Spring Hill Prison inmates transform market garden

Inmates work at Spring Hill Farms and Gardens
Image caption Spring Hill Farms and Gardens is grown and maintained by inmates

An Oxfordshire businesswoman has helped transform derelict land at a prison into a training centre for inmates and a farm shop for the general public.

Karyn Buck, 45, from Watlington, secured £275,000 of lottery funding to carry out the work at Spring Hill Prison in Grendon Underwood, Buckinghamshire.

The buildings and garden, which includes an orchard of 200 apple trees, was built and planted by inmates at the open prison.

Ms Buck said: "I'm enormously proud of the time, effort, and hard work the guys have put into it."

Her mentoring background led prison head Brian Hirons to ask her if she could help develop the disused site in 2008.

Ms Buck's hunch was to use the project to "develop a concept of education and community support".

Funding was obtained in late 2010, with work beginning the following January after she interviewed prisoners to find a project manager.

'Wildest dreams'

Inmates were paid the standard prison wage of £9.25 a week and over the next few months the market garden sold its first rhubarb, herbs, new potatoes and eggs.

In addition apples were sent to Waterperry Gardens in Wheatley and pressed into juice.

New horticulture and carpentry courses meant inmates could gain qualifications through the Royal Horticultural Society and Abingdon and Witney College when helping out at the site.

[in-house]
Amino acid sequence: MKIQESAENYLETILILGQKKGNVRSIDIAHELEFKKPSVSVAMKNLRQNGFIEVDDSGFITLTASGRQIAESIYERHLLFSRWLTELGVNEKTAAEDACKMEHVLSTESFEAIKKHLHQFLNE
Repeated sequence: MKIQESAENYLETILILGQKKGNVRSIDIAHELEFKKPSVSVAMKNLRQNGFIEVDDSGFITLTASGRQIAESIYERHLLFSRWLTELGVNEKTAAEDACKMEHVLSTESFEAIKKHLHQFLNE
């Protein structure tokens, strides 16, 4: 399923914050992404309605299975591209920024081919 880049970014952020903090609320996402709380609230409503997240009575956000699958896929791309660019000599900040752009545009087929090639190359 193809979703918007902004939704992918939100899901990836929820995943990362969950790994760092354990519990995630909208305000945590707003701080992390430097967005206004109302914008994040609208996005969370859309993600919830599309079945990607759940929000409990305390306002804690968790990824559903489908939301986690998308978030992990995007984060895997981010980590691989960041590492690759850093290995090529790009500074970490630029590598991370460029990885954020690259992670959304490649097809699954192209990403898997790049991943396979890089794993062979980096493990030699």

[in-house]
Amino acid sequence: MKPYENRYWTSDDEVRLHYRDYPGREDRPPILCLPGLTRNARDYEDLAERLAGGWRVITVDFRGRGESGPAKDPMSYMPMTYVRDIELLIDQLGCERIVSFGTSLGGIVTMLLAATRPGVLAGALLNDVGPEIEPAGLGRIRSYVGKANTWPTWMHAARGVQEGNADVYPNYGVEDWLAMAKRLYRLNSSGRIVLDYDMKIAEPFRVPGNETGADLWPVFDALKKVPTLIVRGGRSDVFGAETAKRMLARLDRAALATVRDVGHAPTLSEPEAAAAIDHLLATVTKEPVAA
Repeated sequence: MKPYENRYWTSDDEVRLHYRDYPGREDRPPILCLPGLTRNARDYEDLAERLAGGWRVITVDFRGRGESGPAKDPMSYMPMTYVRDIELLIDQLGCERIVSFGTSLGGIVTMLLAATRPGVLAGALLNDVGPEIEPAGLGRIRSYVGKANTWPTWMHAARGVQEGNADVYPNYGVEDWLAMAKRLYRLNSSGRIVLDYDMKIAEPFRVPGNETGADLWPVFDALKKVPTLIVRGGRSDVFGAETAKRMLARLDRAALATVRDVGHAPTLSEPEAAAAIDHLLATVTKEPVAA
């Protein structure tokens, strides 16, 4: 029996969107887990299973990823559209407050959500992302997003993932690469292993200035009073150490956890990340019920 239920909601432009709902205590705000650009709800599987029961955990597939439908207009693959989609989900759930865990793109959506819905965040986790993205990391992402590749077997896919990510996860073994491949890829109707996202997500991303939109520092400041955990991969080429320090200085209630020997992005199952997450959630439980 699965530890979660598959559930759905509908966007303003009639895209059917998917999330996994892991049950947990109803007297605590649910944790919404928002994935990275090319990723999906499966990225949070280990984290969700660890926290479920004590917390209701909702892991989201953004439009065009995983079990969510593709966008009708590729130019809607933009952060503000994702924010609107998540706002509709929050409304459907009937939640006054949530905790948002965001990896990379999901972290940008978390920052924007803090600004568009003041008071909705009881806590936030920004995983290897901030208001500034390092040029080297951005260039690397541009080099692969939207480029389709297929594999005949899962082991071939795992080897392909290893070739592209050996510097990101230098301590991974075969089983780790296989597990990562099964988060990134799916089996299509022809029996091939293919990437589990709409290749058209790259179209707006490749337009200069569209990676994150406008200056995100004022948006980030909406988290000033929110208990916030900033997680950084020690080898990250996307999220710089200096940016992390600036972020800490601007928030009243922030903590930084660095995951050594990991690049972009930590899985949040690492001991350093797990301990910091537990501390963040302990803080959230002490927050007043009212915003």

Image caption Karyn Buck said the prisoners were diligent and hard-working

Mr Hirons said the project had succeeded beyond his "wildest dreams".

He said: "We wanted to do something where we could grow fresh produce that we'd be able to use in the prison and also sell to the wider community, and also something that gave the prisoners a chance to attain real qualifications that would help them achieve employment upon their release.

"It helps to break down barriers and the preconceptions of what prisoners are.

"I think it's a pioneering thing."

One of the prisoners, Rob, said working in the garden gave him "freedom of thought".

He added: "I've learnt a lot more about growing on a commercial level.

"I've been able to hone a few skills and works things out myself, hitting deadlines, and doing stuff specifically to an order.

"It's something I've found more of a passion for since I've been here."

Local resident Sandy Miles said she was a fan of the produce on offer at the newly-opened shop.

"It's fantastic because we're such a long way from the shops, so it's lovely just to pop up and get fresh vegetables."

Spring Hill Farms and Gardens is now a limited company and Ms Buck is aiming for it to be self-sustaining by 2013.

She said there were many preconceptions about the prisoners.

"I've never ever once felt threatened or at risk in the prison. It's less frightening than walking down a street at night.

"They are diligent, hard-working, and grateful for the opportunity so it was a win-win situation.

"It makes good business sense, and the most important thing is they don't go back to prison again and that every penny goes back into the project."

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